Moises Torres-Gonzalez @ 7:31 AM
People look for protein in the foods they buy and use in meals, snacks and after workouts. In fact, 23 percent of adults say they are increasing the amount of protein in their eating plans. Today, we have a better understanding of the importance of eating an adequate amount of protein, and maybe more relevant, eating an adequate amount of high-quality protein – for not all proteins are created equal. Yesterday, at the 2015 Institute of Food Technology (IFT) Annual Meeting, I moderated a symposium sponsored by National Dairy Council that featured new insights on the importance of protein. I wanted to share key details with those of you working with patients and clients.
During this session, three prestigious experts in the areas of protein nutrition and protein ingredient research spoke on some of the hottest topics of interest including the role of dietary protein on muscle protein synthesis, appetite, satiety, weight management and aging, and the importance of high-quality dairy protein ingredients in meeting the global demand for innovative, higher-protein foods and beverages. Additionally, the symposium included a discussion of the intersection of nutrition and sustainability, which we will discuss separately in a future post on The Dairy Report.
Jean Ragalie-Carr, RDN, LDN, FAND @ 8:09 AM
Did you know that less than 2 percent of the American population are farmers? They help feed 100 percent of us. Dairy farmers make up part of that 2 percent with 47,000 dairy farm families across the U.S.
As I have been out talking to fellow health and wellness professionals and people from across the U.S., it’s clear that there is a disconnect about where food comes from. This infographic from the Academy of Nutrition and Dietetics does a great job of explaining farming 101 to help registered dietitians and other educators share the story with the public. It also highlights that we all have a role in ensuring healthy people and a healthy planet through behavior changes such as portion control and less food waste. Would love to hear your thoughts on this; reach out to me on Twitter @JeanRagalieRD.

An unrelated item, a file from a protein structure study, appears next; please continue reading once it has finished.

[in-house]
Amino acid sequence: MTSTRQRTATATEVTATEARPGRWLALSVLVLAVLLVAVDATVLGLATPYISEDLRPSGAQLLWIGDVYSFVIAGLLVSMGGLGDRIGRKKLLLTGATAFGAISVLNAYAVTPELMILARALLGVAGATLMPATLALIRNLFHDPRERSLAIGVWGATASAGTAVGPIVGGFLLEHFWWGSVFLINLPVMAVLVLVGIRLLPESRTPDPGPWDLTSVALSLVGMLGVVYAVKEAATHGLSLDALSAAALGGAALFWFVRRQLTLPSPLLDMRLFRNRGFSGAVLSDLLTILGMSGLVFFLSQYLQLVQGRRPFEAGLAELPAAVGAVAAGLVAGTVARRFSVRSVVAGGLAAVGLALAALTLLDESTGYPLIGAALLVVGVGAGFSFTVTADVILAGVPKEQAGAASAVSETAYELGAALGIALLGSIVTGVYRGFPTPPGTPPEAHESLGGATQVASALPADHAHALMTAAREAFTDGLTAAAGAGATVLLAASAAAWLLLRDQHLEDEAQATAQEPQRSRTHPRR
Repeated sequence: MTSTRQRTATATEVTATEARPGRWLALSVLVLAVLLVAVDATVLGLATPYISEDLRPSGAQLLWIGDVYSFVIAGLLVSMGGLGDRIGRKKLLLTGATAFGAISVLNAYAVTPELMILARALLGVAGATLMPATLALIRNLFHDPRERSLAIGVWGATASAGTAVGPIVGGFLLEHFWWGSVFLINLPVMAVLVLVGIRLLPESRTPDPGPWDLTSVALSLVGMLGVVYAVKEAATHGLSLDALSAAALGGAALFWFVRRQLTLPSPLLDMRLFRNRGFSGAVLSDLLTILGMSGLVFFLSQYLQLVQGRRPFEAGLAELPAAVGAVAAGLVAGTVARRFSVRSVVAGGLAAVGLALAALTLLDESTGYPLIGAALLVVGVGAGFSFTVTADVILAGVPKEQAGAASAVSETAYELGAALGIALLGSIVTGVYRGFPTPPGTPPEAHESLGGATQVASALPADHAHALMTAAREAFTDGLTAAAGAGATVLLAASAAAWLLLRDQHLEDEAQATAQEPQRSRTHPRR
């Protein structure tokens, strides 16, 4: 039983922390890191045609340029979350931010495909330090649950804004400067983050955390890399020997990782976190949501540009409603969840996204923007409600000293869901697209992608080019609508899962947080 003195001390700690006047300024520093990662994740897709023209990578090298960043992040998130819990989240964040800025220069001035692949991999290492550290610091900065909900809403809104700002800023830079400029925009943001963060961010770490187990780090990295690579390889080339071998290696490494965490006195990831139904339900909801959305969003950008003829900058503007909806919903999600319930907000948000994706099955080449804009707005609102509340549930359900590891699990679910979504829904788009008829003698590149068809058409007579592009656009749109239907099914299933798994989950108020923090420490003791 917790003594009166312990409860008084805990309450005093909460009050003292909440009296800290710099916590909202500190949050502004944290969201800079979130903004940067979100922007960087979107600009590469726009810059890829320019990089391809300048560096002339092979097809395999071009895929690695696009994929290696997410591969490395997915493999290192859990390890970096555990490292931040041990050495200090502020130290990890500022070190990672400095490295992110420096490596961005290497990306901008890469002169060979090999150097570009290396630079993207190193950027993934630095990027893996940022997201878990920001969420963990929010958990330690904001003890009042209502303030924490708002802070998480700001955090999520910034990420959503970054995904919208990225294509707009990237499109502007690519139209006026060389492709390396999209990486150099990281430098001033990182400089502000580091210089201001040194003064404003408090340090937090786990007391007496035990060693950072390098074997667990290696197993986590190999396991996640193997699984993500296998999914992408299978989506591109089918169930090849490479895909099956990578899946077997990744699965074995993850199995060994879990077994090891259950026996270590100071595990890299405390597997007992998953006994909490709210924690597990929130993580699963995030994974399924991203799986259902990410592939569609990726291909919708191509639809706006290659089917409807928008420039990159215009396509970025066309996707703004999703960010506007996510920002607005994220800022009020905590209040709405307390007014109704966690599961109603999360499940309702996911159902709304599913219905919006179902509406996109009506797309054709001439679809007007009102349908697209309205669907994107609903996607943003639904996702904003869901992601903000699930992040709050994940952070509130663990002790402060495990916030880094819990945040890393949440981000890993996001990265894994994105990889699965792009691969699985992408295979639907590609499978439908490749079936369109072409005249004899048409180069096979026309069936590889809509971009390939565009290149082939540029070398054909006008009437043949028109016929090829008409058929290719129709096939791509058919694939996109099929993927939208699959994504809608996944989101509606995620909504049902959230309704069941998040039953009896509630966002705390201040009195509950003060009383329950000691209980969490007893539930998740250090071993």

Judith Jarvis, MS, RDN @ 8:25 AM
Though it’s not completely clear what is driving the renewed interest in whole milk, people responding to a survey in 2014 say “better taste” is a reason for switching to a higher fat milk. Many people indicate they are drinking higher fat milk because their family does and they want to buy only one milk type. People also perceive it as healthier and more nutritious. According to trends data, people’s interest in eating reduced fat or lite foods has been falling over the last four years or so. Could it also be that people may have less fear of fat due to emerging research in the news challenging long-held beliefs about fat and heart disease risk? Read the rest of this entry »
Jean Ragalie-Carr, RDN, LDN, FAND @ 7:31 AM
“Ideally, a school lunch consists of one nourishing main dish, a glass or two of milk, fruit or vegetable in some form, bread and butter or a sandwich, and a simple dessert.”
– Excerpt from School Lunches Using Farm Surpluses; USDA; September 1940
School nutrition programs have a long standing history. This excerpt demonstrates that the core components of school nutrition have remained marginally unchanged for over 75 years. Milk has been an integral component of the school nutrition programs from the start.
Let’s explore how school nutrition has progressed over time, but still remains the same at its core: an avenue to nourish our children so they can grow up to be healthy and productive citizens. Read the rest of this entry »